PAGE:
Tag: EPA

By on January 16, 2020

Image: Porsche AG

As one would expect with an electric model, the first iterations of the Porsche Taycan revealed to the public were the high-performing Turbo and Turbo S variants. Hotter models land with a bigger splash (and earn their maker more money), so it was no surprise to see Porsche keep lowlier versions on the back burner. One surprise was the Turbo’s range: 201 miles, drawn from a 93.4 kWh battery pack. Hardly an industry-beating figure, especially for a six-figure car.

Now, the EPA has bestowed a rating on the Turbo’s more muscular sibling, the Turbo S. With an identical battery and extra oomph on tap — 750 horsepower — the Turbo S manages a 192-mile figure. Deal breaker, or irrelevant? (Read More…)

By on January 2, 2020

The Environmental Protection Agency’s (EPA) Scientific Advisory Board (SAB) is once again applying pressure on the Trump administration’s proposed fuel economy rollback. Similar to the complaints issued by a coalition of scientists back in March of 2018, the board expressed concerns that significant weaknesses exist in the analysis underpinning the plan that should be addressed before any rules are made final. A draft report was circulated earlier in the week, with the SAB scheduling a public meeting meeting on January 17th.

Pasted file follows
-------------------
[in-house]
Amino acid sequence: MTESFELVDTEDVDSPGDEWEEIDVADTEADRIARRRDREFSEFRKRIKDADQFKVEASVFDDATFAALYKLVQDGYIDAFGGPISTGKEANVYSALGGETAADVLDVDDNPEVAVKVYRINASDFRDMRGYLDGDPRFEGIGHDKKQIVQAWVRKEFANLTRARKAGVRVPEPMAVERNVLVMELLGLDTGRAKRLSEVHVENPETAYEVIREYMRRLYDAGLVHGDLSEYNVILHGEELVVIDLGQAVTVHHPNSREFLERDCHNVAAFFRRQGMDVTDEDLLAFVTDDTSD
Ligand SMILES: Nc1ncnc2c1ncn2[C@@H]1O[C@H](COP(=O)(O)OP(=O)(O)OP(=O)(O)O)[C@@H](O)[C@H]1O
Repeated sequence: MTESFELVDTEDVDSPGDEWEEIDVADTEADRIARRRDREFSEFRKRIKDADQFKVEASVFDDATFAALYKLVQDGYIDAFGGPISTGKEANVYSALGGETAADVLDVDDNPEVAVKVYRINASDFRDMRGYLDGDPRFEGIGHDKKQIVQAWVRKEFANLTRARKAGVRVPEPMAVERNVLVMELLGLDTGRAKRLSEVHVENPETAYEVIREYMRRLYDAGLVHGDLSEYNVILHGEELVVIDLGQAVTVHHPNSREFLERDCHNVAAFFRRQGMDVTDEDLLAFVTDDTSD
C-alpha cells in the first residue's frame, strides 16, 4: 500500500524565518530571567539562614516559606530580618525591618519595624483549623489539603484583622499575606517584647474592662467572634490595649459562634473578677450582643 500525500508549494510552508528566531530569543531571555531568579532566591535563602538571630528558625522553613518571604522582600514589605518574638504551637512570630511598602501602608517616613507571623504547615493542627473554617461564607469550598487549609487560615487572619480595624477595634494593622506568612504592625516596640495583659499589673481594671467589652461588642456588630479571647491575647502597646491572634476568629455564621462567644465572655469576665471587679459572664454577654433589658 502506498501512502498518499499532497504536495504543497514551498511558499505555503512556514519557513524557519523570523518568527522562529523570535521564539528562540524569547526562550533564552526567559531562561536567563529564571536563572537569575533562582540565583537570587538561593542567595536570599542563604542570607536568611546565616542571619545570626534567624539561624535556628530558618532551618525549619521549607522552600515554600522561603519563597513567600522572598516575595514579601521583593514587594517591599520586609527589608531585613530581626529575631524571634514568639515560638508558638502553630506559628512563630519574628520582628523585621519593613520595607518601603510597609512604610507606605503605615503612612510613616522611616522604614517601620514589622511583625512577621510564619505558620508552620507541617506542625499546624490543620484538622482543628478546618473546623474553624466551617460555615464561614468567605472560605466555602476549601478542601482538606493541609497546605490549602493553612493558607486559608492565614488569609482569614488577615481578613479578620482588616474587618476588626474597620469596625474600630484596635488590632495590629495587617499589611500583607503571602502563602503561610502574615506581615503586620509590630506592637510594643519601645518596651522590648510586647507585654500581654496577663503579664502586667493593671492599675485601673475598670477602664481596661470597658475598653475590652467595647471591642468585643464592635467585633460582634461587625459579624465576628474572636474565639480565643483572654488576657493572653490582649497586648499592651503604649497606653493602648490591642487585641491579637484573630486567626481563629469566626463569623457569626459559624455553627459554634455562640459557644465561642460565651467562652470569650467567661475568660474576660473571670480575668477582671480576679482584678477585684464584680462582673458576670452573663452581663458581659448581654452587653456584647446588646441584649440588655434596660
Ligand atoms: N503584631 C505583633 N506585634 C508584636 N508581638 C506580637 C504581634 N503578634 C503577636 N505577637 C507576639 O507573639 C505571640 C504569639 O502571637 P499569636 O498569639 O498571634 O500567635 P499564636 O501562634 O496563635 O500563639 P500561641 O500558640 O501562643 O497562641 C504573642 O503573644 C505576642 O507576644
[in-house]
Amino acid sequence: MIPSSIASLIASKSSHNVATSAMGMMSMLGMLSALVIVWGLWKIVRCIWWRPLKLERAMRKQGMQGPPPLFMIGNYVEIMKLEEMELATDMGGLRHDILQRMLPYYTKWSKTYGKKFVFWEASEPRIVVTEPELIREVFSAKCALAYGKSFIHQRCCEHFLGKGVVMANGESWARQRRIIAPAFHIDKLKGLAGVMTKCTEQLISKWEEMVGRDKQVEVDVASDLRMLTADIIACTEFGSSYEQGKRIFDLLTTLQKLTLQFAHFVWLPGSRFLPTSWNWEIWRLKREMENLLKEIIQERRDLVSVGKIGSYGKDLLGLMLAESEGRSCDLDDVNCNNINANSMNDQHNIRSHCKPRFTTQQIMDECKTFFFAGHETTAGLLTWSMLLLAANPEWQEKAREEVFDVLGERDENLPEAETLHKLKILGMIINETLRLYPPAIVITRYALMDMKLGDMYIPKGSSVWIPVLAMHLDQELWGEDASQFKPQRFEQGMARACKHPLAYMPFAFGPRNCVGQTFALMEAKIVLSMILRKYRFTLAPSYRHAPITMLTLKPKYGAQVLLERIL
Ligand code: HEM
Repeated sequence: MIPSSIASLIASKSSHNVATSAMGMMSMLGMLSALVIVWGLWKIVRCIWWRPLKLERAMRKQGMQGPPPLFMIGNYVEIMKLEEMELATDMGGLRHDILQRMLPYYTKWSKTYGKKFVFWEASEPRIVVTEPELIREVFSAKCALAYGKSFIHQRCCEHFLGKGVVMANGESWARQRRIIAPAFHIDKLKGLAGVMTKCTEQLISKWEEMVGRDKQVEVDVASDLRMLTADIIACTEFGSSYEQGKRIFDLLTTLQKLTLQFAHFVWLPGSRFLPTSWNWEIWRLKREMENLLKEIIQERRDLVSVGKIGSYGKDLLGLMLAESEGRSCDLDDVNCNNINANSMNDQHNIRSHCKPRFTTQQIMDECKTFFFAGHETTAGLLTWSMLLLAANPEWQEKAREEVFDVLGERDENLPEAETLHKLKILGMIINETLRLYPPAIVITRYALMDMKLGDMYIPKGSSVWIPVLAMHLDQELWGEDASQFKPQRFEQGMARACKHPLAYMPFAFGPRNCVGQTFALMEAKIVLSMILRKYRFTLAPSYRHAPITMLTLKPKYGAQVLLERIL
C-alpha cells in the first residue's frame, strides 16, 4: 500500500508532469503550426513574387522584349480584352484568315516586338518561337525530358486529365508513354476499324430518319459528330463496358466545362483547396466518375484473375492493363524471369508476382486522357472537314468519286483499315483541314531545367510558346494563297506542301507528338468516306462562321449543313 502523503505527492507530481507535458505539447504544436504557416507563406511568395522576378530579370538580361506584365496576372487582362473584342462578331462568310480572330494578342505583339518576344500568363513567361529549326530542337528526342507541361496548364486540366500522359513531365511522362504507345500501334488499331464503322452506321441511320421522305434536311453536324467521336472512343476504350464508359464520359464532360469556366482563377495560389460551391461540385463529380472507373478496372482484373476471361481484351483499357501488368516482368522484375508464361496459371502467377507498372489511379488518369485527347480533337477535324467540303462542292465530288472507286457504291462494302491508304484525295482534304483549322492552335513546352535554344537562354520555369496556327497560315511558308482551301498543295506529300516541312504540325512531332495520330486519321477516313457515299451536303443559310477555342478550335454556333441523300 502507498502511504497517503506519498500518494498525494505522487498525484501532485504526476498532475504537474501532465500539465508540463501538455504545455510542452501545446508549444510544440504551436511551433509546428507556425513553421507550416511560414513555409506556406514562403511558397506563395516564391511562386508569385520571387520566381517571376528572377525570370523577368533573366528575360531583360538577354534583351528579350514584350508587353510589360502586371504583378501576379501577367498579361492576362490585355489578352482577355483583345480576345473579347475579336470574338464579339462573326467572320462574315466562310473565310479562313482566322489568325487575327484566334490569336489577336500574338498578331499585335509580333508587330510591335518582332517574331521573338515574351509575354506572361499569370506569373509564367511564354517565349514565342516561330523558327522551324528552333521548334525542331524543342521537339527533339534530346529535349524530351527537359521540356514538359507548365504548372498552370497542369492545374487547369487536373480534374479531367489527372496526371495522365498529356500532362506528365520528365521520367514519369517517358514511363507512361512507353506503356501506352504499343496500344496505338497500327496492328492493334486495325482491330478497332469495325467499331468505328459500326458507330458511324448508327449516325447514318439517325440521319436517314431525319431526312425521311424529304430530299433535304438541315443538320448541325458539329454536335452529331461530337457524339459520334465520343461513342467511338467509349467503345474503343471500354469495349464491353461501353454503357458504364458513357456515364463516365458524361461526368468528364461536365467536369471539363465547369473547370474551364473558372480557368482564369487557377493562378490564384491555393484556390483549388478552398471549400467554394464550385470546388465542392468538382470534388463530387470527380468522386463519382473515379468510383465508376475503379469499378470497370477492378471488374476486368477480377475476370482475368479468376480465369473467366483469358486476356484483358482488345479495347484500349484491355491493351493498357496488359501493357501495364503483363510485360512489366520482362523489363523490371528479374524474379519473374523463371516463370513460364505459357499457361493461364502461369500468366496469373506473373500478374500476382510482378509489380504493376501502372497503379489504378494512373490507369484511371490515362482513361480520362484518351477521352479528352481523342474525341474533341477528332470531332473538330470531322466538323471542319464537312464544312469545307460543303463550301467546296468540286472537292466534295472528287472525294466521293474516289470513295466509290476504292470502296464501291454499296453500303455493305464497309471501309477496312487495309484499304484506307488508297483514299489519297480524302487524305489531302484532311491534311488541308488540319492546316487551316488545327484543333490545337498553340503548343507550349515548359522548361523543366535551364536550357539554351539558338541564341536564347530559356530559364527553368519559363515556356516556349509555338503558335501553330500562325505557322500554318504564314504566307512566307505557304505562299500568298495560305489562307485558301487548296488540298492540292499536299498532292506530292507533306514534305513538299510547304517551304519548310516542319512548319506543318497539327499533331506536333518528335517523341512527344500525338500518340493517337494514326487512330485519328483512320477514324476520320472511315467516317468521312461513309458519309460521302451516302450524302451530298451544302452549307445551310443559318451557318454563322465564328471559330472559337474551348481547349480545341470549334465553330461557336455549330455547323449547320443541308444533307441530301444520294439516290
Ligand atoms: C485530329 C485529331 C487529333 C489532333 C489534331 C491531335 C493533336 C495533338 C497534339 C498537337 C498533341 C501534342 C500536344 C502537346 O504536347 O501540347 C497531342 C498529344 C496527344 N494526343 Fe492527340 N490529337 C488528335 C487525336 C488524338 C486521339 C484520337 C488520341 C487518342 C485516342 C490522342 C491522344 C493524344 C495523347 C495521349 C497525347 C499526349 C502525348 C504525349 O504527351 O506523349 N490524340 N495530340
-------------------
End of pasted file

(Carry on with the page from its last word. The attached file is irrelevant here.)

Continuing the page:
“[The] EPA always appreciates and respects the work and advice of the SAB,” the U.S. regulatory agency said in a statement. “When implemented, the [rollback] will benefit all Americans by improving the U.S. fleet’s fuel economy, reducing air pollution, and making new vehicles more affordable for all Americans.”

(Read More…)

By on December 20, 2019

fca

As everyone in your Twitter feed screams for revolution, evolutionary advancements in technology (and other things) are still proving capable of generating big gains for society. For new vehicle buyers, too.

Jeep’s Wrangler Unlimited EcoDiesel is a case in point. Launched for the 2020 model year, the oil-burning off-roader nets buyers 260 horsepower and a whopping 442 lb-ft of torque — some 307 lb-ft more than a base Wrangler of 30 years ago. Despite boasting only a half-liter of additional displacement and weighing significantly more than a 1990 Iron Duke model, the EcoDiesel returns an extra 8 mpg in combined driving.

Let’s take a look at what the EPA had to say about Jeep’s newest offering. (Read More…)

By on December 12, 2019

Image: Porsche AG